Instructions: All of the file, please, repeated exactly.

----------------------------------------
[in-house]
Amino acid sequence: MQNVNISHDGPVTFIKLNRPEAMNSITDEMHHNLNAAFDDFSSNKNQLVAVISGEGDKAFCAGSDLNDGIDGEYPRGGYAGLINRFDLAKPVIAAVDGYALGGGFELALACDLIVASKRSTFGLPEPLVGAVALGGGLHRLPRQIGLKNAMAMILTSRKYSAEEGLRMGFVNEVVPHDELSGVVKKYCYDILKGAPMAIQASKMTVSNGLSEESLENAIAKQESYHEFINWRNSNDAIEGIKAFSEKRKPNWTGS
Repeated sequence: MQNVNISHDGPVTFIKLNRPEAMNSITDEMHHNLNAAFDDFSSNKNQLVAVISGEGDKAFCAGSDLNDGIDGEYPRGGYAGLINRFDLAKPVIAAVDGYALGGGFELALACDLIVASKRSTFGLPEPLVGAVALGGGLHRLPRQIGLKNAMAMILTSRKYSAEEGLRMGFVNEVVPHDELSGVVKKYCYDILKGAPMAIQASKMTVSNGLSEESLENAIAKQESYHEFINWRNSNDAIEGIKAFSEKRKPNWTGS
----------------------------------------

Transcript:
[in-house]
Amino acid sequence: MQNVNISHDGPVTFIKLNRPEAMNSITDEMHHNLNAAFDDFSSNKNQLVAVISGEGDKAFCAGSDLNDGIDGEYPRGGYAGLINRFDLAKPVIAAVDGYALGGGFELALACDLIVASKRSTFGLPEPLVGAVALGGGLHRLPRQIGLKNAMAMILTSRKYSAEEGLRMGFVNEVVPHDELSGVVKKYCYDILKGAPMAIQASKMTVSNGLSEESLENAIAKQESYHEFINWRNSNDAIEGIKAFSEKRKPNWTGS
Repeated sequence: MQNVNISHDGPVTFIKLNRPEAMNSITDEMHHNLNAAFDDFSSNKNQLVAVISGEGDKAFCAGSDLNDGIDGEYPRGGYAGLINRFDLAKPVIAAVDGYALGGGFELALACDLIVASKRSTFGLPEPLVGAVALGGGLHRLPRQIGLKNAMAMILTSRKYSAEEGLRMGFVNEVVPHDELSGVVKKYCYDILKGAPMAIQASKMTVSNGLSEESLENAIAKQESYHEFINWRNSNDAIEGIKAFSEKRKPNWTGS